Before she became ill, Ms. Ramirez, a paralegal of a law firm specializing in immigration, was working from home and delivering her groceries. She was in good health, but had an autoimmune condition, neuroimulitis optica, and took medication that suppressed her immune system and may be vulnerable to coronovirus infection.

She remained ill for about two weeks, and consulted with the Kovid hotline about her symptoms. At one point, she went to the hospital but then went back non-stop. She panics at the thought of being admitted, and tells herself that she will recover.

But on April 26, her temperature reached 105 degrees Fahrenheit, and she was so weak that she fell when she tried to walk. A friend rushed him to the hospital. When doctors told her that she needed a ventilator, she had no idea what they meant. He thought it meant some kind of fan, such as the word in Spanish.

“I thought I’d just stay for a few days, maximum, and come back to my normal life,” she said.

But he spent six weeks on the ventilator, and also needed a machine to provide oxygen directly to his bloodstream.

“The whole time, I had bad dreams,” she said.

Several nightmares were related to the drowning, with her family saying goodbye, with doctors telling her she was going to die.

The disease was relentless. Bacterial infection scares his lungs and pierces them. Lung damage resulted in circulatory problems, which began to take a toll on his liver and heart.

Doctors told her family in North Carolina that it might be time for her to come to Chicago to say goodbye, and her mother and two sisters traveled.

But Ms. Ramirez cleaned the coronovirus from her body and was placed on the transplant list. Two days later, on June 5, he underwent a grueling operation, a 10-hour operation.

She was nervous, rash, desperately thirsty and unable to speak, “with all these tubes coming out of me, and I just couldn’t recognize my body.”

The nurses asked if she knew the date. He anticipated the beginning of May. It was the middle of June.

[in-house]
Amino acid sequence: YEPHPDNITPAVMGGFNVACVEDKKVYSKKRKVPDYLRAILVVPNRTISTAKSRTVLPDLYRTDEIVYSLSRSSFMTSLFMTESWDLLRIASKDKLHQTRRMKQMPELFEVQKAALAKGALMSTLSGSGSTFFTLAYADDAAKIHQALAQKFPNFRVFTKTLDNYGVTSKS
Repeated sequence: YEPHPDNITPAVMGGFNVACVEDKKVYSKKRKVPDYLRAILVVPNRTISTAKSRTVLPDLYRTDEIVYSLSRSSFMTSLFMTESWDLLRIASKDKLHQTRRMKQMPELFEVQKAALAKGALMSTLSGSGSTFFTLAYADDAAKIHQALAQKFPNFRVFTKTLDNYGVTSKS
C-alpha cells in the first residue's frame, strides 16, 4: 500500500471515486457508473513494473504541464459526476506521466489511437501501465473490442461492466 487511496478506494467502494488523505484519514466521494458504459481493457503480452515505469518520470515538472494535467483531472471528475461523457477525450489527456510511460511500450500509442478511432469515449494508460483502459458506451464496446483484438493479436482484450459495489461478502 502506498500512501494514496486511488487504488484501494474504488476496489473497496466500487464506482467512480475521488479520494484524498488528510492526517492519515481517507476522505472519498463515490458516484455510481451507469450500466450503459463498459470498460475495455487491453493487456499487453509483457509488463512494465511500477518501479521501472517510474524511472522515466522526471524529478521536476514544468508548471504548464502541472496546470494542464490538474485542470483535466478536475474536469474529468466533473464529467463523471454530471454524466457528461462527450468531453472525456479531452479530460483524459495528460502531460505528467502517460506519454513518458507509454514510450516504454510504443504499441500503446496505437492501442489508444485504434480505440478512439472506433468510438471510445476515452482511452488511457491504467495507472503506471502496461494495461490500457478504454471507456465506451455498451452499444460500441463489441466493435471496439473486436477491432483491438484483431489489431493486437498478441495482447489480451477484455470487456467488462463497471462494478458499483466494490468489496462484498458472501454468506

She was not told that she had not had a lung transplant until several days after she woke up.

“I couldn’t process it,” he said. “I was just struggling to breathe and I was thirsty. It was not until weeks later that I could be grateful, and think that there was a family there that had lost someone. “

Prior to his illness, he worked full time and enjoyed running and playing with his two small, timid dogs. Now, she still feels short of breath, can only walk a short distance and needs help getting up from a chair and standing up. The dogs enjoyed a lot on his return home, but his energy was a bit much. Her mother, who lives in North Carolina, took time out of her job at a meatpacking plant to travel to Chicago to recover.

Ms Ramirez said she is learning to use her new lungs and is getting stronger every day.

He is eager to get back to work, but he still has a way. Her family is assisting her, and a friend started a GoFundMe page to help pay the bills.

“I definitely think I have a purpose,” Ms. Ramirez said. “It could be to help other people going through the same situation that I am, maybe even to share their story and help young people realize that if this happened to me, it would May happen to them, and to protect themselves and protect others around them are more vulnerable. And to inspire and help other centers around the world to realize that lung transplantation is an option for sick Kovid patients. “

The outlook is good for Ms. Ramirez, Drs. Bharata said, because he is young and healthy. She will remain on rejection drugs for the rest of her life. Transplanted lungs can still be ruled out, he said, but he has seen something in the last 20 years. And patients may be able to get a second transplant.

“I think from now on he will keep getting stronger and stronger,” he said. “She asked if she could go skydiving. We will probably bring it there in a few months. “